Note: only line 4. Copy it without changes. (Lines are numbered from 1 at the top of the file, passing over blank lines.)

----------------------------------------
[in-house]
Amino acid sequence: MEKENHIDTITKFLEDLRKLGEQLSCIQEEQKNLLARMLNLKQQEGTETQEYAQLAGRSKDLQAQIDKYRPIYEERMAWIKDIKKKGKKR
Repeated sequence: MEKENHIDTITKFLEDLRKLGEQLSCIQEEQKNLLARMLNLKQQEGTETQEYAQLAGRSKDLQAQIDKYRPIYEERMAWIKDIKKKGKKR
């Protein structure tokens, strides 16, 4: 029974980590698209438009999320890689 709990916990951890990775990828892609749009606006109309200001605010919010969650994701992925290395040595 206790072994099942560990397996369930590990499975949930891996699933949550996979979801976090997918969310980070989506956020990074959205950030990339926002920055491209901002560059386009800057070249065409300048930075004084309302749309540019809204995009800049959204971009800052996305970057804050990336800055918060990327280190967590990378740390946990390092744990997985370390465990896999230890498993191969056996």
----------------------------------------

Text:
């Protein structure tokens, strides 16, 4: 029974980590698209438009999320890689 709990916990951890990775990828892609749009606006109309200001605010919010969650994701992925290395040595 206790072994099942560990397996369930590990499975949930891996699933949550996979979801976090997918969310980070989506956020990074959205950030990339926002920055491209901002560059386009800057070249065409300048930075004084309302749309540019809204995009800049959204971009800052996305970057804050990336800055918060990327280190967590990378740390946990390092744990997985370390465990896999230890498993191969056996």